Influence: A practical guide to getting what you want

This may seem like the title of a seedy pick up artist’s new book but hear me out. People have been using these little influence tricks for years to get people to do whatever they want for them.

Why use influence?

Doing these simple things I’m about to tell you about has allowed those in the know to influence and convince others – mostly for good of course, for years and years.

Using these skills, you can increase your likelihood of peers doing you favours, business partners teaming up with you on projects or even consumers buying your products.

So, how can I influence people???


man looking in mirror

Mirroring is the act of subtly copying a person’s actions. This could be copying the person when they are smiling, nodding, being direct or even slouching/standing straight.

Mimicking someone’s actions has been shown to increase levels of perceived likeability and is an extremely easy and efficient way of gaining someone’s trust before trying to influence their behaviour.


Paying someone a compliment is always nice anyway. But along with getting you into that person’s good books it can actually change their perception of you to more in line with the compliment you just gave them.

So if you want someone to see you as professional, tell them they look smart and so on. This one has its limitations but it’s a good way to shift somebody’s subconscious perceptions of you. This leaves them more susceptible to influence from other tools in this list.

Establish common ground

Establishing common ground with someone not only builds an instant rapport with that person but it also makes you appear more trustworthy. This makes people listen more to what you’re saying, meaning they’re more likely to bend to your will.


Man shaking hand

Simply touching someone lightly is enough to make them far more likely to do something for you. This is compounded if you stand to their side and touch them on the shoulder.

This effect is a result of the interpersonal touch of this scenario and makes them feel comfortable in your presence which can create a sense of favour in their mind.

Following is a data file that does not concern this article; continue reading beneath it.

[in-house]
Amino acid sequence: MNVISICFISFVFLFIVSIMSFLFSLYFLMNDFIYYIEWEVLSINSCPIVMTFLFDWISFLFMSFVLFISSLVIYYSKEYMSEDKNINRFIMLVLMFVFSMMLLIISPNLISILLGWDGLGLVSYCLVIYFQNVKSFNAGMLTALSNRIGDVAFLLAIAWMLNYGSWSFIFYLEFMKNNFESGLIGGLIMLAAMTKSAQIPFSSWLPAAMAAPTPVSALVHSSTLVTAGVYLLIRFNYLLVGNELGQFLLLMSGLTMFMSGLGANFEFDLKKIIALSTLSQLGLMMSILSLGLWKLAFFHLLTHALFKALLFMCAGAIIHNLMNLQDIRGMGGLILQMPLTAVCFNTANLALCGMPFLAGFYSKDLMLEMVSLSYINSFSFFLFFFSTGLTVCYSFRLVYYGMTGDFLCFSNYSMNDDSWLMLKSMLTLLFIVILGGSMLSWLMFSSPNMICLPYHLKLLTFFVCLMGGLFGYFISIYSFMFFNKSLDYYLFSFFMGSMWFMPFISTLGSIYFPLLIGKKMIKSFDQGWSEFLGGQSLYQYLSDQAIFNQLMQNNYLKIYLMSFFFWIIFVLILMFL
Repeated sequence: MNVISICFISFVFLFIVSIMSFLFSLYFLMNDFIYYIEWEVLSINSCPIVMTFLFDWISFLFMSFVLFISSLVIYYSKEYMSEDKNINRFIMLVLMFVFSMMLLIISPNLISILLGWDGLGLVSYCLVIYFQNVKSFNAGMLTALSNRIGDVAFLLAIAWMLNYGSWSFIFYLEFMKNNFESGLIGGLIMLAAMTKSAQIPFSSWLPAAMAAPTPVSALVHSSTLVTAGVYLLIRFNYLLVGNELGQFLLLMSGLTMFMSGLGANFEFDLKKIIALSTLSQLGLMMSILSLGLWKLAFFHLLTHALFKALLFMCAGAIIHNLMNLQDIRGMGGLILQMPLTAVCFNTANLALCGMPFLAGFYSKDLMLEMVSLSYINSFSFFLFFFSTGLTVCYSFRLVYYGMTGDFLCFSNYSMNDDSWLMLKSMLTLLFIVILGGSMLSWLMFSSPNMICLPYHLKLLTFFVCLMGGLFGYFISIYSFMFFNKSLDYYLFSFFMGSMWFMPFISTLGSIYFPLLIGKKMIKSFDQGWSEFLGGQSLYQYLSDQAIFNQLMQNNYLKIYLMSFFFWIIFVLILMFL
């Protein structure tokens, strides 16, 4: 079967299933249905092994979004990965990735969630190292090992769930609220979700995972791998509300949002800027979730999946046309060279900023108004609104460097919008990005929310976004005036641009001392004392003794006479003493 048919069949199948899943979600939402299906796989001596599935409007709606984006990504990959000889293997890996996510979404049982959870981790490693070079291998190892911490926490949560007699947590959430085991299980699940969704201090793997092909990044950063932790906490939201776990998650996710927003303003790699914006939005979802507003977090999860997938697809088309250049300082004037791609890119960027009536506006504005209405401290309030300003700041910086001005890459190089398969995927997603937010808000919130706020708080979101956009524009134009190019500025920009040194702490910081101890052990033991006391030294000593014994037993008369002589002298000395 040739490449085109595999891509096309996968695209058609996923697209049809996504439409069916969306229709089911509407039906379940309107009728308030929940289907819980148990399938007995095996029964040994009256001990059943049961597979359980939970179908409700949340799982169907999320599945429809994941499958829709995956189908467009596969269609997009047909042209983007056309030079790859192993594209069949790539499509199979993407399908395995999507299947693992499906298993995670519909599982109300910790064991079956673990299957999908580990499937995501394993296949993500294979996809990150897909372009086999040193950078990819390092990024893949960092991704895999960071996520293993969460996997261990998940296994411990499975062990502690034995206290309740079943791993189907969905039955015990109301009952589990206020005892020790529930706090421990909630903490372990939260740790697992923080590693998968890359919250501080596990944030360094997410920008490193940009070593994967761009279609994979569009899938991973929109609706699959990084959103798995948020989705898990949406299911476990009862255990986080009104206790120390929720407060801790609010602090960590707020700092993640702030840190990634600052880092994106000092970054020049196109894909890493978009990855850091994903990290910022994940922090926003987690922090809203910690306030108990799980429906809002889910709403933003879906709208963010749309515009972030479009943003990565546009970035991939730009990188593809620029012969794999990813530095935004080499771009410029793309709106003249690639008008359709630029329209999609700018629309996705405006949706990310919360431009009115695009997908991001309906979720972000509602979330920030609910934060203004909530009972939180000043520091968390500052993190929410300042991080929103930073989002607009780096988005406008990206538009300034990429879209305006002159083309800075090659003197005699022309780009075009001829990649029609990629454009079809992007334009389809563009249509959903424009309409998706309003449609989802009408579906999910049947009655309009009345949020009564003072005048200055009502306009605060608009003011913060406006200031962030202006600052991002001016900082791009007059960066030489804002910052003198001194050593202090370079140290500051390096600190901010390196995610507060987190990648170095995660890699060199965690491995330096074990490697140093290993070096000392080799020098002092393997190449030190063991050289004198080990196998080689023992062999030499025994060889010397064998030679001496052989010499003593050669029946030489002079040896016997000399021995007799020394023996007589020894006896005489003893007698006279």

Emotional fluctuation

Fluctuating your voice and tone throughout an interaction can have an immense effect on how someone reacts to your pitch.

Presenting your favour/thought process/whatever in a certain way is one of the most important factors when trying to assert influence over someone.

Start off with a problem whilst using a glum, lower than usual tone then build up to your proposal subtly – presenting this as the solution and bringing a much louder and excited tone to the conversation. This creates excitement in the person and makes them more likely to do what you want.

Hold back 

This will be the defensive tool of your arsenal.

Before presenting to someone your idea, favour, etc you must think of any excuses or negatives they might have in relation to them.

Then think of all the positive outcomes your request may have and list them out. Hold 3 of these back that relate to the potential problems instead of telling the person all of them at once.

This way, when they have their doubts, instead of panicking and trying to counter their argument you can use one of your positives to jump on the front foot and turn the situation into an exciting experience for the person.

Jones effect

This is the more business-y way of saying FOMO (fear of missing out). It’s named after the famous phrase “Keeping up with the Joneses” and involves creating a sense of ‘everyone else is doing it’ in the person’s head.

This makes them more likely to want whatever you’re asking for as opposed to you having to incentivise or beg them to do it. If you can master this skill and none of the others you will still stand a good chance at influencing those around you.

Closed questions

Influence question mark

This is one of the most effective tools to get the exact answer you want from someone.

When asking someone something, limit their options. Keep the question closed and not open ended. Here’s an example;

“Hey I’ve got a favour to ask you. I need you to write up this report for me. Which day is best for you – Monday or Wednesday?”.

See what I did there? The person I’m talking to won’t turn round and say “No I’m not doing it”. They’re going to give you a day and think they did so on their own terms, when in fact you rigged the odds in your favour from the off.

What now…

…you now have all the tools to influence those around you in any which way you please. Just don’t use them to extort money from your Gran. I don’t want that blood on my hands. Cheers.

If you want to learn more about influencing people and how to get what you want, I suggest reading the 48 laws of power.

Other than that, enjoy your new set of skills.